Residents were cleaning up Sunday after a mammoth thunderstorm in north-central Utah caused widespread flooding, mudslides and brief evacuations.
The storm Saturday caused a two-hour delay in the football game in Provo between Brigham Young University and the University of Texas, forcing fans to huddle in their cars and other sheltered areas to avoid lightning.
About 100 people were evacuated briefly Saturday in Alpine City, a town of about 10,000 people roughly halfway between Provo and Salt Lake City where the National Weather Service said three-quarters of an inch of rain fell in just 15 minutes. The storm caused mudslides in the town and in the American Fork Canyon in the Wasatch Mountains.
"It was like a black monster of lava — it just came," Vickie Reay of Alpine City told NBC station KSL of Salt Lake City, describing the water, mud and debris that spilled over the wall in front of her home and into her yard. "It was 100 feet wide, and it just got bigger and bigger and just picked up more momentum."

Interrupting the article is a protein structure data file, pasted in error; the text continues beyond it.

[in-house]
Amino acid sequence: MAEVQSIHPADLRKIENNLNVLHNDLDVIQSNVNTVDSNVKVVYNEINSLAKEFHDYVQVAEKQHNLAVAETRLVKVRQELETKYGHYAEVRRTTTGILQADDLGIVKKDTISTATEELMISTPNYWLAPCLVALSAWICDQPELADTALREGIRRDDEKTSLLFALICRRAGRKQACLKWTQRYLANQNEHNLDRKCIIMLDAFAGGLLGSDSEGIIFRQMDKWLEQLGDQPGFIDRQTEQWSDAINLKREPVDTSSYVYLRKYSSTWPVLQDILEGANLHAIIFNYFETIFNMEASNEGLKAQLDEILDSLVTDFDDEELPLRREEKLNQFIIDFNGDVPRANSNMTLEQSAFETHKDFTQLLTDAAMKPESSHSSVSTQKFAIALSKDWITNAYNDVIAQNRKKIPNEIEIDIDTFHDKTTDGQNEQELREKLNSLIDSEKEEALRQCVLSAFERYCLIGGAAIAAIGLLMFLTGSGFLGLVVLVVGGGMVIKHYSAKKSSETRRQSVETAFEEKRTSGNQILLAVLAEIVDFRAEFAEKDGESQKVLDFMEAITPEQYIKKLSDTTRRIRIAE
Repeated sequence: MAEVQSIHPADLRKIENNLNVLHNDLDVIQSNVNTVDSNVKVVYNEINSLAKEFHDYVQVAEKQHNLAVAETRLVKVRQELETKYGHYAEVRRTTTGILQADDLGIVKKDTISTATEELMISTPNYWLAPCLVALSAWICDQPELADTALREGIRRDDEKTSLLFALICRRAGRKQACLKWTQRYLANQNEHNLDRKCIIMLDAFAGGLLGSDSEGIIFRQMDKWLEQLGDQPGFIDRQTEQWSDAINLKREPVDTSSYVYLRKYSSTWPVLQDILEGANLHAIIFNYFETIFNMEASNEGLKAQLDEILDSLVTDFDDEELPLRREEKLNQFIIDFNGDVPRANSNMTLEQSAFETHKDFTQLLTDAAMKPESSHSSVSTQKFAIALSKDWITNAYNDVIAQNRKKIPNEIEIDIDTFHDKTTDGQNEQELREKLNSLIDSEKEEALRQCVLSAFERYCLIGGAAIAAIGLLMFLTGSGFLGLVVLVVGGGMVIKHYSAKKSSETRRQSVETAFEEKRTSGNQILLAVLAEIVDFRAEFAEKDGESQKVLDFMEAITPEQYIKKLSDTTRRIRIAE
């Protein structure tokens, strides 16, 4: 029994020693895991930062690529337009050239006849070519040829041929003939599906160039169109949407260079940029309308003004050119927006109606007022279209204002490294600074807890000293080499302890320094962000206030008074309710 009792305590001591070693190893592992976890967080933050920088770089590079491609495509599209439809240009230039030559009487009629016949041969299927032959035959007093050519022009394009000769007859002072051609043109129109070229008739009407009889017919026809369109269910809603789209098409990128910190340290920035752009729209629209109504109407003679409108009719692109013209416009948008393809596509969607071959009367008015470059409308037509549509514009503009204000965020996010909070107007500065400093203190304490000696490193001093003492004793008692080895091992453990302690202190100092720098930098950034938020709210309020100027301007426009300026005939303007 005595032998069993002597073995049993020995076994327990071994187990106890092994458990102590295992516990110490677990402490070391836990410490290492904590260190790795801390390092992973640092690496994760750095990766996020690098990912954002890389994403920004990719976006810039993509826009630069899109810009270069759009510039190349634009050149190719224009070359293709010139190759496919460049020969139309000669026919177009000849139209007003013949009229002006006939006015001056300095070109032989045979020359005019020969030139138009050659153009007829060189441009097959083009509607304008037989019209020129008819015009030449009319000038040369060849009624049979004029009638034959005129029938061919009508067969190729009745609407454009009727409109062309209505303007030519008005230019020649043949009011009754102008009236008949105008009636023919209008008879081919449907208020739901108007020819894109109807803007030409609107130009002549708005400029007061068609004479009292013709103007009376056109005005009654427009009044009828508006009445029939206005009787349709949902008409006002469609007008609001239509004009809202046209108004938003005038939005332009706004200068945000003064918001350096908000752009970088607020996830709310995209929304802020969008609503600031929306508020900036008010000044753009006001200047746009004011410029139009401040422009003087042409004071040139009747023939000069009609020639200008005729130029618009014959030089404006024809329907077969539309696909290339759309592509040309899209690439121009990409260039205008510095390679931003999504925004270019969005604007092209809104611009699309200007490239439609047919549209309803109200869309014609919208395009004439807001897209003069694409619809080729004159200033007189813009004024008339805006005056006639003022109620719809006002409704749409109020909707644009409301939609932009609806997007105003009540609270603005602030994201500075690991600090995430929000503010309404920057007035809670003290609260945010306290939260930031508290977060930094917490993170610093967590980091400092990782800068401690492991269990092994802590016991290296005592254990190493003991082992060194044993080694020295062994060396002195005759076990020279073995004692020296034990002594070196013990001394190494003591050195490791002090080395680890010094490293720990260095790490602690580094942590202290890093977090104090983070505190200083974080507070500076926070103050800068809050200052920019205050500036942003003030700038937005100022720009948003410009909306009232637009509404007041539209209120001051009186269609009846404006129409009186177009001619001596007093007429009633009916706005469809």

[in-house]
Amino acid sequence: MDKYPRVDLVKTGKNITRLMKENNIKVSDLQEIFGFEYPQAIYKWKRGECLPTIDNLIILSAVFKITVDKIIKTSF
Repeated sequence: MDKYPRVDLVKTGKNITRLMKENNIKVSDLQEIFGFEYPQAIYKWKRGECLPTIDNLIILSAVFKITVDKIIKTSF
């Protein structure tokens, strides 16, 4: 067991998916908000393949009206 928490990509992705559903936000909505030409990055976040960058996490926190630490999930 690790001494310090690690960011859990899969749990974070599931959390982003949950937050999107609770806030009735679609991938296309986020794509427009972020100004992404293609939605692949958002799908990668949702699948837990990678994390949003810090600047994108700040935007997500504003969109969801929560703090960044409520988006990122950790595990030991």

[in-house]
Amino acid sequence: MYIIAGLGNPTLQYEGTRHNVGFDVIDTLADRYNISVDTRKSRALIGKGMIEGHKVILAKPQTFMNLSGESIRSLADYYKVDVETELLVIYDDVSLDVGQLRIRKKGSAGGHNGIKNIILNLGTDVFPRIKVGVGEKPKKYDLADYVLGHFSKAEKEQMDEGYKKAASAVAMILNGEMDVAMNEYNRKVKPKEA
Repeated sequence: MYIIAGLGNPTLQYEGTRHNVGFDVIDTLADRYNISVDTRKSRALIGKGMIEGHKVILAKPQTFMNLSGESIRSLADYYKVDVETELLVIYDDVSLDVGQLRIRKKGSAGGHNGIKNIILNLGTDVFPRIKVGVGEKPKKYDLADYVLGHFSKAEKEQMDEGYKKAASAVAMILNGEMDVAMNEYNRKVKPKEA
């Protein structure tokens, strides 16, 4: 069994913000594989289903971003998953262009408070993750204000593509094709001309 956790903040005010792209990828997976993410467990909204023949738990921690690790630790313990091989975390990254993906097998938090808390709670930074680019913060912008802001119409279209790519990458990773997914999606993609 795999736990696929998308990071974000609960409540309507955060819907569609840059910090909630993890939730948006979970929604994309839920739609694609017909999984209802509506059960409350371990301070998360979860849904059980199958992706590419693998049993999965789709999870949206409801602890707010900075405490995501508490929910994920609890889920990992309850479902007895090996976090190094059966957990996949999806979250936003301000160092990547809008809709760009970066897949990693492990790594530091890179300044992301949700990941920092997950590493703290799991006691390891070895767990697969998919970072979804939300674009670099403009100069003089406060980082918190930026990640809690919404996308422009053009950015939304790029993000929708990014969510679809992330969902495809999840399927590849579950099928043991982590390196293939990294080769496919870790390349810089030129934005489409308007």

Fire officials said about 12 homes in Alpine were flooded.
"When I came up here about 6 o'clock or 6:30, the water was running down the street about a foot and a half deep, so it's probably the worst I've ever seen," Battalion Chief Joseph McRae of the regional fire district told KSL.
Rick Moore, mayor of Payson, a suburb of Provo, said the city's drainage system was overrun.
"The debris and everything else has come down and plugged off a lot of the storm drains. That funneled more water down this way," Moore told KSL. "So when you stop the water coming one place, it makes it worse at another place."
The weahter for Sunday was less threatening, with cooler temperatures and a few thunderstorms. Flash flood watches remained in effect through Sunday evening in central and southern parts of the state.
Any extra rain will complicate cleanup efforts, said Rep. Jason Chaffetz, R-Utah, who joined the bucket brigade and tweeted about it: